This sounds like a writer’s dream — or nightmare, depending on how one looks at it: A one-bedroom apartment in the same house in which the master of weird fiction himself, H.P. Lovecraft, lived and wrote is available to rent for just $965 a month in Providence, R.I.
The room is in a Victorian house at 10 Barnes St. — an address that Lovecraft actually incorporated into The Case of Charles Dexter Ward as the home of Dr. Marinus Bicknell Willett. It boasts hardwood floors, high ceilings, off-street parking and basement laundry facilities.
Lovecraft was born in Providence in 1890 and moved to New York City when he married Sonia Greene in 1924. But hated Brooklyn so much — have you read “The Horror at Red Hook”? — that he moved back to Providence without his wife just two years later. He was taken in by two aunts who lived in this house.
As you can see, the photos of the rooms provide no hint of the “queerly irregular shape” and “peculiar angles” or sloping floors that one might expect to have nurtured the author of “The Dreams in the Witch-House.”
My sister Michele asked me this morning what the mood was in New York City on the anniversary of the terror attacks. I’m sure she wasn’t expecting the rant I texted her, stream-of-consciousness style. But I realized it was a pretty good summary of how I feel about 9/11 so many years on, and I figured it was time to update my original Sept. 11 post, so I decided to share (and amplify) my thoughts…
The city typically feels sad on this date, but it’s not an ominous thing. There’s a real sense of community on the surface that is usually only a subtext among the denizens of NYC. There is a sense of community loss. It’s usually much quieter on the streets — though nothing like the eerie silence that dominated on the afternoon of 9/11/01
The hustle of Grand Central Terminal is much more hushed, even among the throngs of tourists, who somehow seem to perceive the public mood. There’s a genuine pall over the entire island of Manhattan, and an almost palpable longing. It’s hard to articulate, but it’s a longing for what the world was like before the World Trade Center towers fell.
Yes, this is a true treasure from the past: the original teaser trailer for 1977’s Star Wars! This was the first taste we got of George Lucas‘ space opera set a long time ago in a galaxy far, far away. It was just Star Wars then — no “Episode IV,” no “A New Hope” — just plain ol’ Star Wars.
This was Star Wars the way it used to be… truly old school!
As you can tell, this was an earlier age of movie promotion. The editing is very static and slow-paced, the music is generic filler. Can you imagine a Star Wars: Episode VII — The Force Awakens trailer cut like this?
Here is a page of history for my fellow lovers of H.P. Lovecraft: a page of his notes made while writing the novella At the Mountains of Madness, one of his finest works — and one of my favorites.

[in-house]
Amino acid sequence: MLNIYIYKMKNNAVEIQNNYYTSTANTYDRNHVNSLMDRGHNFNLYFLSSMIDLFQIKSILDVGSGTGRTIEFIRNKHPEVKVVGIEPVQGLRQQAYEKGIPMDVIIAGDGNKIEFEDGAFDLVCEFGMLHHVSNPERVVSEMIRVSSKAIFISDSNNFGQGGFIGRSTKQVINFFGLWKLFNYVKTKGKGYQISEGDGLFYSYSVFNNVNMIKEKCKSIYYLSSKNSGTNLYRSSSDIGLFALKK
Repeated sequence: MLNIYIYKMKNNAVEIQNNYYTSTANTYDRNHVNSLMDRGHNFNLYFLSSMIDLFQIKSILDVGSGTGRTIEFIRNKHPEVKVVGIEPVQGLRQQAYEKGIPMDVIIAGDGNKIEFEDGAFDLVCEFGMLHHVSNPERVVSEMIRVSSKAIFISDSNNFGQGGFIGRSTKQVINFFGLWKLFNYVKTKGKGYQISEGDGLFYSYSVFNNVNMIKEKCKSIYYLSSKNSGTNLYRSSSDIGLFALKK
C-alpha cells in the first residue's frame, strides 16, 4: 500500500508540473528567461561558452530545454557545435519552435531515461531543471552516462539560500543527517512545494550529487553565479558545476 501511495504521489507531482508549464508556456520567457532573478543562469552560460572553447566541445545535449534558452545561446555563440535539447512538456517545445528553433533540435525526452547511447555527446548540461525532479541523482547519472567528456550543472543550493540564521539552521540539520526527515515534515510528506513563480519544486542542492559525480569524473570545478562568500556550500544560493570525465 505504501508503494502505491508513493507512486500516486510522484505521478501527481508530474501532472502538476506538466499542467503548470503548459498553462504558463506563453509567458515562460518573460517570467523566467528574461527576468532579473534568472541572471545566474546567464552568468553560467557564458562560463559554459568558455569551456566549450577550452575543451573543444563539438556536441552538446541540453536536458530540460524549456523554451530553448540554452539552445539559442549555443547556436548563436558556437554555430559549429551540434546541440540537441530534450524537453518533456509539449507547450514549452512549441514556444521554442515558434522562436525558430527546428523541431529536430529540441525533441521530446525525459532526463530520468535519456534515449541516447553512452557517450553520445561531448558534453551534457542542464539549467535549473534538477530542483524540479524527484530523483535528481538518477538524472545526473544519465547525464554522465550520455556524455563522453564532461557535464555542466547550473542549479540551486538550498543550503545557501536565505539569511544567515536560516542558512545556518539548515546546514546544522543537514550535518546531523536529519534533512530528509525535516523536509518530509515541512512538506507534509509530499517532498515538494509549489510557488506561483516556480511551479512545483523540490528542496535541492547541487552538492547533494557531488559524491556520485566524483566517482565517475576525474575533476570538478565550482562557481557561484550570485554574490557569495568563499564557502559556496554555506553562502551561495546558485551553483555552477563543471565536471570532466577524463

These notes were made on an envelope that Lovecraft unfolded; he wasn’t doing too well financially in 1931, so he was saving paper. Good thing, too, since ATMoM wasn’t published until 1936.
Lovecraft made about seven pages of notes, and this one details the anatomy of the Elder Things, just one of the mind-bending creatures from the story. If you’ve never read it, you definitely should. The entire text is available here for free. You will doubtless recognize a number of elements that have been
ripped off homaged by lesser writers ever since.
The Stanley Cup Finals begin tonight, and although my dearly loved New York Rangers will not be part of the contest this time, the Cup itself is still majestic and magnificent — and simply the best trophy in all of sports.
The 1993-’94 Rangers’ names on the Cup
It is a thing of beauty (unlike that… object that gets foisted on the winner of the World Cup) and simplicity (unlike the Commissioner’s Trophy in Major League Baseball), and everybody who wins it gets his name engraved on it forever. It’s not just a hunk of metal that gets passed around each year (unlike the NFL’s Lombardi Trophy). It’s a prize that is imbued with the spirit of the victors; every player becomes part of the Cup, literally and figuratively.
It’s the hardest prize to win, but unquestionably worth it.
Click on the link to see a brilliant cartoon infographic from The Nib that distills the Stanley Cup’s riveting history into pictures.
You can watch the Chicago Blackhawks and the Tampa Bay Lightning begin the best-of-seven series tonight.
The good folks over at gaming site IGN apparently had a little free time on their hands, so they decided to make a video covering every X-Man in the Marvel Comics universe — ever. That’s a pretty daunting task on its own, but the editors also decided to try to explain X-Men continuity! They do a pretty good job for such an expansive subject.
It all goes by too quickly to be sure IGN got everyone, but it looks to be pretty inclusive.
How about a couple of brief yet fun DOCTOR WHO treasures of yesteryear? These video clips are examples of what’s in the archives of British Pathé News and just recently made available to the public at YouTube.
Dalek bookseller circa 1964:
Cyberman and Yeti
I know, I know… all-too-short and quite weird. But that’s what I like about these clips. We fans who weren’t in Britain in the mid-1960s can never truly understand the depths of Dalekmania or places the Doctor’s classic enemies held in the hearts of British children. But I think these videos can begin to hint at it — if you imagine the culture that could give rise to an automated magazine seller in the form of a malevolent pepper pot!